This spring’s uprisings in communities like Baltimore and Ferguson have forced us to a greater awareness and acknowledgment of the root causes of systemic violence that affects working families each day in America.
This is the kind of violence fomented by unemployment, poverty wages, jobs without medical benefits, lack of affordable housing, privatization of public utilities and services like water, hostile union busting and union avoidance campaigns, and organized public and private-sector disinvestment in neighborhoods where most people actually live. In many instances, this is exacerbated by the stain of racism that communities of color face.
Pope Francis writes in Evangelii Gaudium,
“The poor and the poorer peoples are accused of violence, yet without equal opportunities the different forms of aggression and conflict will find a fertile terrain for growth and eventually explode. . . . This is not the case simply because inequality provokes a violent reaction from those excluded from the system, but because the socioeconomic system is unjust at its root” (no.59).
In offering this way to analyze the origins and power of this kind of systemic violence, Pope Francis reminds us that this violence is a response to the drastic inequality that results from rapid economic globalization and accompanying market forces that want to turn everything into a commodity that can be bought or sold. And this leads to a throwaway culture that threatens the existence of every living thing.
So timely are the Pope’s words to people in America!
Laudato Si’ and Evangelii Gaudium are fast becoming powerful learning tools for people engaging in community organizing efforts to end the systemic violence that is poverty. In the Curtis Bay neighborhood of Baltimore, Maryland (a tightly-knit residential community surrounded by large industrial properties), Laudato Si’ is being studied by an interfaith, multicultural, and intergenerational group of residents who formed a human rights committee called Free Your Voice with the help of United Workers (a local human rights organization formed by low-wage workers and currently funded by the Catholic Campaign for Human Development). Free Your Voice is working to stop the development of what would become the nation’s largest trash-burning incinerator on land near a community that already suffers extremely high rates of cancer and other pollution-related diseases. As a part of that campaign, a Laudato Si’ study group came together to discuss what it might be saying to us.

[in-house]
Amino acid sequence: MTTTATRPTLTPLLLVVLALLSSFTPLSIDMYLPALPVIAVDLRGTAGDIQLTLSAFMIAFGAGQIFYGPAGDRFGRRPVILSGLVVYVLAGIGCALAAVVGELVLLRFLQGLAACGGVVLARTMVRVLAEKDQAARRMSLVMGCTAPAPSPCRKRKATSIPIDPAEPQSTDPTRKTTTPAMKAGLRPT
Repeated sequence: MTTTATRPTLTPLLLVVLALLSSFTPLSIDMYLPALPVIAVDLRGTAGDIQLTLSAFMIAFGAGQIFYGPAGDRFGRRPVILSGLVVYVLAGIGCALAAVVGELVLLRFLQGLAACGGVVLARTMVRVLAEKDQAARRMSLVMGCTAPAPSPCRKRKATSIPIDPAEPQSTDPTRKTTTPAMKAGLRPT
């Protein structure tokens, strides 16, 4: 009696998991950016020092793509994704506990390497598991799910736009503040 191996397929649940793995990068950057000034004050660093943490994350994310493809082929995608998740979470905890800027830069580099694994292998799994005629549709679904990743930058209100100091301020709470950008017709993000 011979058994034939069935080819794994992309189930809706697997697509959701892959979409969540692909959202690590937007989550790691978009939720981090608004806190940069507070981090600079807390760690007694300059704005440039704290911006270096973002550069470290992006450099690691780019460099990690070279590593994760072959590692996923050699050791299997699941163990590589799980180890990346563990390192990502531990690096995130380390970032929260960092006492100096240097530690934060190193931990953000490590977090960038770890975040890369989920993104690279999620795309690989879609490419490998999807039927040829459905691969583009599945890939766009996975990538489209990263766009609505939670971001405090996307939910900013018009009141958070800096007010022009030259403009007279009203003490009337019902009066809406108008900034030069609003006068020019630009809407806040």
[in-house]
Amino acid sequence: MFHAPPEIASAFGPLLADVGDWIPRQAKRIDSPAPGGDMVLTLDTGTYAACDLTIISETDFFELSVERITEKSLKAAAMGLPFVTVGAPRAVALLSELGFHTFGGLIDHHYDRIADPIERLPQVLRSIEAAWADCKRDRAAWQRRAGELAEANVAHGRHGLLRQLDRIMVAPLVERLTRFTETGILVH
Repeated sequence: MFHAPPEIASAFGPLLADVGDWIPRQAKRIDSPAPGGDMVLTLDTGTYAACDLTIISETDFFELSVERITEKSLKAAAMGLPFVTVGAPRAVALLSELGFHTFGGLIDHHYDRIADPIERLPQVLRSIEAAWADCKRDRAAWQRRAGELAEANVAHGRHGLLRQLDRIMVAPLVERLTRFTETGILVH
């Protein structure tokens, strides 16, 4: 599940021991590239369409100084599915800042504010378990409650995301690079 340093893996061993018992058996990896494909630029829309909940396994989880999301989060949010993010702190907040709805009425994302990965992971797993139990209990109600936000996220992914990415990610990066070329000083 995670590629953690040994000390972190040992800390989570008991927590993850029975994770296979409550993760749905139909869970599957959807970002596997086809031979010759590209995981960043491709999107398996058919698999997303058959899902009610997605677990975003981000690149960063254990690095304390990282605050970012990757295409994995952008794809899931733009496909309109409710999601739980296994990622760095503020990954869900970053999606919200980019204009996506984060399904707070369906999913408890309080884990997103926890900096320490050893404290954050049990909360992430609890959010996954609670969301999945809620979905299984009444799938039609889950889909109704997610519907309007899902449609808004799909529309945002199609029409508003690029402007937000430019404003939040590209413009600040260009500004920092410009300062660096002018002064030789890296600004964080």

One part that especially spoke to us was the section called Civic And Political Love (nos. 228-232). We felt like the Pope was speaking directly to us in America when he says:
“We must regain the conviction that we need one another, that we have a shared responsibility for others and the world, and that being good and decent are worth it. We have had enough of immorality and the mockery of ethics, goodness, faith and honesty. It is time to acknowledge that light-hearted superficiality has done us no good. When the foundations of social life are corroded, what ensues are battles over conflicting interests, new forms of violence and brutality, and obstacles to the growth of a genuine culture of care for the environment.” (no. 229)
We have had enough of racism, sexism, pollution, income inequality, union busting, disinvestment, hyper-policing of African-American communities, and all of the violence which mocks and hurts working families. Though spring has turned into a long, hot and especially violent summer, we still have hope.
This Labor Day is an opportunity to remember how our families, labor unions, community organizations, and faith communities are places where civic and political love endures and makes itself known in the efforts of people to work together for a better life for all.
Fr. Ty Hullinger is pastor of St. Anthony of Padua, St. Dominic, and Most Precious Blood parishes in Baltimore, Maryland and a member of Interfaith Worker Justice of Maryland and the Priest-Labor Initiative.